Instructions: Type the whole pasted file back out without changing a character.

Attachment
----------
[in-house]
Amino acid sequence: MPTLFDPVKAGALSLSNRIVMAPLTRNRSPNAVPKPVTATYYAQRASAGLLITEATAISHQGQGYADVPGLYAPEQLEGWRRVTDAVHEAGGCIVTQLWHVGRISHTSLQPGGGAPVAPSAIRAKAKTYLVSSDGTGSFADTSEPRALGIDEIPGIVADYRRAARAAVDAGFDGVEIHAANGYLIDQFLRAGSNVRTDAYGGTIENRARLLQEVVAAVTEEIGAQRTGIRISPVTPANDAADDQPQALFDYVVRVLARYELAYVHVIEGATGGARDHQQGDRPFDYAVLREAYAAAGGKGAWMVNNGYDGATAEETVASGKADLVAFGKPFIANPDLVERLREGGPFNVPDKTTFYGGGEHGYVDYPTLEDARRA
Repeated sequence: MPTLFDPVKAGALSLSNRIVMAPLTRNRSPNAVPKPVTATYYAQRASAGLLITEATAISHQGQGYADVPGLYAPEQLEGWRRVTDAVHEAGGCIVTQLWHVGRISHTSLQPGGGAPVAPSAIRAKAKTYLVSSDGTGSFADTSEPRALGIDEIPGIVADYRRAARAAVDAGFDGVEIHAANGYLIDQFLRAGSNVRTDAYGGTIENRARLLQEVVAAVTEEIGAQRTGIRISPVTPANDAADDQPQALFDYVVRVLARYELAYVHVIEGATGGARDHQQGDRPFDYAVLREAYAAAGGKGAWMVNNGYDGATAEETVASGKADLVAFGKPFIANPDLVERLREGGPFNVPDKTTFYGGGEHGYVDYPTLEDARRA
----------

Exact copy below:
[in-house]
Amino acid sequence: MPTLFDPVKAGALSLSNRIVMAPLTRNRSPNAVPKPVTATYYAQRASAGLLITEATAISHQGQGYADVPGLYAPEQLEGWRRVTDAVHEAGGCIVTQLWHVGRISHTSLQPGGGAPVAPSAIRAKAKTYLVSSDGTGSFADTSEPRALGIDEIPGIVADYRRAARAAVDAGFDGVEIHAANGYLIDQFLRAGSNVRTDAYGGTIENRARLLQEVVAAVTEEIGAQRTGIRISPVTPANDAADDQPQALFDYVVRVLARYELAYVHVIEGATGGARDHQQGDRPFDYAVLREAYAAAGGKGAWMVNNGYDGATAEETVASGKADLVAFGKPFIANPDLVERLREGGPFNVPDKTTFYGGGEHGYVDYPTLEDARRA
Repeated sequence: MPTLFDPVKAGALSLSNRIVMAPLTRNRSPNAVPKPVTATYYAQRASAGLLITEATAISHQGQGYADVPGLYAPEQLEGWRRVTDAVHEAGGCIVTQLWHVGRISHTSLQPGGGAPVAPSAIRAKAKTYLVSSDGTGSFADTSEPRALGIDEIPGIVADYRRAARAAVDAGFDGVEIHAANGYLIDQFLRAGSNVRTDAYGGTIENRARLLQEVVAAVTEEIGAQRTGIRISPVTPANDAADDQPQALFDYVVRVLARYELAYVHVIEGATGGARDHQQGDRPFDYAVLREAYAAAGGKGAWMVNNGYDGATAEETVASGKADLVAFGKPFIANPDLVERLREGGPFNVPDKTTFYGGGEHGYVDYPTLEDARRA